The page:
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The Role Of Export Subsisies When Product Quality Is Unknown

  • Kyle Bagwell
  • Robert W. Staiger

We explore in this paper the role of export subsidies when goods arriving from foreign countries are initially of unknown quality to domestic consumers, who learn about their quality only through consumption. If, when confronted with such goods, consumers view price as a signal of quality, a role for export subsidies can arise. In particular, we show that absent export subsidies, entry of high quality firms may be blocked by their inability to sell at prices reflecting their true quality. Export subsidies enable high quality producers to begin exporting profitably even while unable to credibly convey their high quality to consumers in the "introductory" period. Thus, in breaking the entry barrier for high quality firms, export subsidies can raise average quality in the market and a welfare-improving role for export subsidies emerges. Moreover, even when high quality firms find it possible to signal their high quality to consumers through an introductory pricing strategy, a role for government policy can arise: the signal (low introductory price) represents a transfer of surplus from foreign producers to domestic consumers which, as we show below, can be avoided with an appropriate export tax/subsidy policy.

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Paper provided by National Bureau of Economic Research, Inc in its series NBER Working Papers with number 2584.

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Date of creation: May 1988
Date of revision:
Publication status: published as Journal of International Economics, 1989.
Handle: RePEc:nbr:nberwo:2584
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  1. Kihlstrom, Richard E & Riordan, Michael H, 1984. "Advertising as a Signal," Journal of Political Economy, University of Chicago Press, vol. 92(3), pages 427-50, June.
  2. Kyle Bagwell, 1986. "Informational Product Differentiation as a Barrier to Entry," Discussion Papers 711, Northwestern University, Center for Mathematical Studies in Economics and Management Science.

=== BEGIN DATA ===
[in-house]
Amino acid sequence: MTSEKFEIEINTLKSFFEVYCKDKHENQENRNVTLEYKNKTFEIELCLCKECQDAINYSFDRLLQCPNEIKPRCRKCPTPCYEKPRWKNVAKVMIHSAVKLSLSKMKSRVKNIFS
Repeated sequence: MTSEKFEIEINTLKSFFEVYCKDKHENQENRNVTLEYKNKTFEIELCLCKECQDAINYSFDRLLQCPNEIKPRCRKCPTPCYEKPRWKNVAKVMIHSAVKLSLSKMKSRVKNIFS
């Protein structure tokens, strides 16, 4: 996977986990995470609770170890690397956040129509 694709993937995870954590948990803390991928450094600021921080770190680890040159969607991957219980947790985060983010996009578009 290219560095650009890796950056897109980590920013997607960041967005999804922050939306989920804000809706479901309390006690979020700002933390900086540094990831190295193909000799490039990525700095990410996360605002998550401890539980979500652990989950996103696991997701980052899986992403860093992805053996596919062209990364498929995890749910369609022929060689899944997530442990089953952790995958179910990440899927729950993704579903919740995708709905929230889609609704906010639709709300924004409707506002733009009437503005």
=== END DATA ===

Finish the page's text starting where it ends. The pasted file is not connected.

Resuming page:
3. Feenstra, Robert C., 1986. "Trade policy with several goods and market linkages," Journal of International Economics, Elsevier, vol. 20(3-4), pages 249-267, May.
  4. Schmalensee, Richard., 1980. "Product differentiation advantages of pioneering brands," Working papers 1140-80., Massachusetts Institute of Technology (MIT), Sloan School of Management.
  5. James A. Brander & Barbara J. Spencer, 1984. "Export Subsidies and International Market Share Rivalry," NBER Working Papers 1464, National Bureau of Economic Research, Inc.
  6. Itoh, Motoshige & Kiyono, Kazuharu, 1987. "Welfare-Enhancing Export Subsidies," Journal of Political Economy, University of Chicago Press, vol. 95(1), pages 115-37, February.
  7. Nelson, Philip, 1974. "Advertising as Information," Journal of Political Economy, University of Chicago Press, vol. 82(4), pages 729-54, July/Aug..
  8. Grossman, Gene M & Horn, Henrik, 1988. "Infant-Industry Protection Reconsidered: The Case of Informational Barriers to Entry," The Quarterly Journal of Economics, MIT Press, vol. 103(4), pages 767-87, November.
  9. Brecher, Richard A. & Feenstra, Robert C., 1983. "International trade and capital mobility between diversified economies," Journal of International Economics, Elsevier, vol. 14(3-4), pages 321-339, May.
  10. Kyle Bagwell & Michael Riordan, 1986. "Equilibrium Price Dynamics for an Experience Good," Discussion Papers 705, Northwestern University, Center for Mathematical Studies in Economics and Management Science.
  11. Bond, Eric W & Samuelson, Larry, 1986. "Tax Holidays as Signals," American Economic Review, American Economic Association, vol. 76(4), pages 820-26, September.
  12. David M Kreps & Robert Wilson, 2003. "Sequential Equilibria," Levine's Working Paper Archive 618897000000000813, David K. Levine.
  13. Greenwald, Bruce C & Stiglitz, Joseph E, 1986. "Externalities in Economies with Imperfect Information and Incomplete Markets," The Quarterly Journal of Economics, MIT Press, vol. 101(2), pages 229-64, May.
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